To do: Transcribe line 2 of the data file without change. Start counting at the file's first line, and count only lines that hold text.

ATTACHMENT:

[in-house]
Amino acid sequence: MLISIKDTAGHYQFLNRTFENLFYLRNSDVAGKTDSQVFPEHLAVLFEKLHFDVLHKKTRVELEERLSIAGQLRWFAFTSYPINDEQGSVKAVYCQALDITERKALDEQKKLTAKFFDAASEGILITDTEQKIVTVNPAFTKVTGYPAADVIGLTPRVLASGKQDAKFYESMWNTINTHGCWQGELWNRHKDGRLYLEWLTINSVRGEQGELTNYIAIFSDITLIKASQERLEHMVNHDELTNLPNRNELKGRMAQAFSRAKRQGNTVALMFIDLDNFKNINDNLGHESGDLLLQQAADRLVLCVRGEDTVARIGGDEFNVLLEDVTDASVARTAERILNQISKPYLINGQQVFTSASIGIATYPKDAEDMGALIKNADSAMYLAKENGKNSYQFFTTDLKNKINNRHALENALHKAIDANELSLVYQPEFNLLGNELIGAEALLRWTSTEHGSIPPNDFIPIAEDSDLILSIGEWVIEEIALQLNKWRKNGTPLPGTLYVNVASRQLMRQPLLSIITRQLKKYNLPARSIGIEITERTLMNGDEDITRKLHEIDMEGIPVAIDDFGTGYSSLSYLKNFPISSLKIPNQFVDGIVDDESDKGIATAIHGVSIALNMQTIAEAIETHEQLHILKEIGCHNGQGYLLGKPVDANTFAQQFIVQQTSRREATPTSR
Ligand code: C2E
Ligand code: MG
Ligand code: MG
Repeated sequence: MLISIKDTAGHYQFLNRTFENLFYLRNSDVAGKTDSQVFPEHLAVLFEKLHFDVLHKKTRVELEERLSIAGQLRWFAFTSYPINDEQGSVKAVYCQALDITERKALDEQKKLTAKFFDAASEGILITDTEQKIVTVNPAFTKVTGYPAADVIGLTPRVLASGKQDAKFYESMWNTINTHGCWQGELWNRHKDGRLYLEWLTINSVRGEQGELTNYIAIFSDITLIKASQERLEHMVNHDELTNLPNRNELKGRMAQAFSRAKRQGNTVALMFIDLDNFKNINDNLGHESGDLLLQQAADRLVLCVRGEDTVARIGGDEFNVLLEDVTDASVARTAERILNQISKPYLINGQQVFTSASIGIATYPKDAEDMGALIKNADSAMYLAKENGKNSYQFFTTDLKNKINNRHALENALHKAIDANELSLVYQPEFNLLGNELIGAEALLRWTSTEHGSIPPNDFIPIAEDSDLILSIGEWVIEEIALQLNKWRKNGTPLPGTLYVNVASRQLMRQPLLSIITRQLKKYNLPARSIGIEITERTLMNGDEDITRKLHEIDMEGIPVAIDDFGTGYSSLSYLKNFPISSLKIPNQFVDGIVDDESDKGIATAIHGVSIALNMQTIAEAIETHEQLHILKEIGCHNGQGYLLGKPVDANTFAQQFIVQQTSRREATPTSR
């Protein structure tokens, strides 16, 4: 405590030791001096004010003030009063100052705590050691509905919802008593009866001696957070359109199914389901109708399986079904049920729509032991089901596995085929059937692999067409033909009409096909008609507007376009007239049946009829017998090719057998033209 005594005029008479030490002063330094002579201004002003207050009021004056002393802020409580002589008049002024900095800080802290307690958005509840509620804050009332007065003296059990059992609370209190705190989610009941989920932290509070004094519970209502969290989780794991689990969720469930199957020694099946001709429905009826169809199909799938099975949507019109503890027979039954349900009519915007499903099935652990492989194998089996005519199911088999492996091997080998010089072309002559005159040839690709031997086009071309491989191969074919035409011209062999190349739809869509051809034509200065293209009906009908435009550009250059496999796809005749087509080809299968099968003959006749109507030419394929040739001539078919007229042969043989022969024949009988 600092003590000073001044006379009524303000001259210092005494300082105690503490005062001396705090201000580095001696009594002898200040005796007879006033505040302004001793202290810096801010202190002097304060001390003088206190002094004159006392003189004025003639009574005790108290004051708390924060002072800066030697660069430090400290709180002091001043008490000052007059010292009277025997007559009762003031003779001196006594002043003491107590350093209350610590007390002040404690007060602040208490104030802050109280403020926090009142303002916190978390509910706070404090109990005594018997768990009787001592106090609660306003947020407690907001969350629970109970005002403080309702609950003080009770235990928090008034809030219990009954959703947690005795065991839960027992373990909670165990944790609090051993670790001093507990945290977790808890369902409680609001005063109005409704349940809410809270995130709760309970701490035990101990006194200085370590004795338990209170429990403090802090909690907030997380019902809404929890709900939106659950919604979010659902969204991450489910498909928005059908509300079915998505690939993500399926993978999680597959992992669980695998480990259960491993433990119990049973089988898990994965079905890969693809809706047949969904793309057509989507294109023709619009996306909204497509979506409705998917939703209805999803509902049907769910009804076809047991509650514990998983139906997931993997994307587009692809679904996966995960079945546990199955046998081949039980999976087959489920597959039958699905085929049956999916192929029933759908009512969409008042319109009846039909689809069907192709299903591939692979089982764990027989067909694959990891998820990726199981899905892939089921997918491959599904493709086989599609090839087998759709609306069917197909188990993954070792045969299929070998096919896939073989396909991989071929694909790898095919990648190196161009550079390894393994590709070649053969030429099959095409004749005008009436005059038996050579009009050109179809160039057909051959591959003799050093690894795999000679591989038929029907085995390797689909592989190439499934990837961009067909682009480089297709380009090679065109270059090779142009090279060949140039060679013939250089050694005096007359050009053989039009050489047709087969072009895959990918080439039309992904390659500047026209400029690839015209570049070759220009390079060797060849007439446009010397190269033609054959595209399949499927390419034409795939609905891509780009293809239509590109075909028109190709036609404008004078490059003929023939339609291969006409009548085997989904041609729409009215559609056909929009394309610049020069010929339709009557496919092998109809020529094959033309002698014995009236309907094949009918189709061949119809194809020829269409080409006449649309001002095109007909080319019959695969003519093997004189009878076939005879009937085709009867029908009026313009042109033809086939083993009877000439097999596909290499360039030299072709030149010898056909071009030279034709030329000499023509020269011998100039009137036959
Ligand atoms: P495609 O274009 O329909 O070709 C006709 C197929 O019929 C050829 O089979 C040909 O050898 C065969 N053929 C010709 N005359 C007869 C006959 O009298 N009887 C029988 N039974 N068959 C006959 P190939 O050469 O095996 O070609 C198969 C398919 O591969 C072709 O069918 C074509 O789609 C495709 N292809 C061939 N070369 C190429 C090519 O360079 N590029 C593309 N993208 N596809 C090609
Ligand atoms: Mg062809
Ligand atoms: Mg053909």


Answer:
Amino acid sequence: MLISIKDTAGHYQFLNRTFENLFYLRNSDVAGKTDSQVFPEHLAVLFEKLHFDVLHKKTRVELEERLSIAGQLRWFAFTSYPINDEQGSVKAVYCQALDITERKALDEQKKLTAKFFDAASEGILITDTEQKIVTVNPAFTKVTGYPAADVIGLTPRVLASGKQDAKFYESMWNTINTHGCWQGELWNRHKDGRLYLEWLTINSVRGEQGELTNYIAIFSDITLIKASQERLEHMVNHDELTNLPNRNELKGRMAQAFSRAKRQGNTVALMFIDLDNFKNINDNLGHESGDLLLQQAADRLVLCVRGEDTVARIGGDEFNVLLEDVTDASVARTAERILNQISKPYLINGQQVFTSASIGIATYPKDAEDMGALIKNADSAMYLAKENGKNSYQFFTTDLKNKINNRHALENALHKAIDANELSLVYQPEFNLLGNELIGAEALLRWTSTEHGSIPPNDFIPIAEDSDLILSIGEWVIEEIALQLNKWRKNGTPLPGTLYVNVASRQLMRQPLLSIITRQLKKYNLPARSIGIEITERTLMNGDEDITRKLHEIDMEGIPVAIDDFGTGYSSLSYLKNFPISSLKIPNQFVDGIVDDESDKGIATAIHGVSIALNMQTIAEAIETHEQLHILKEIGCHNGQGYLLGKPVDANTFAQQFIVQQTSRREATPTSR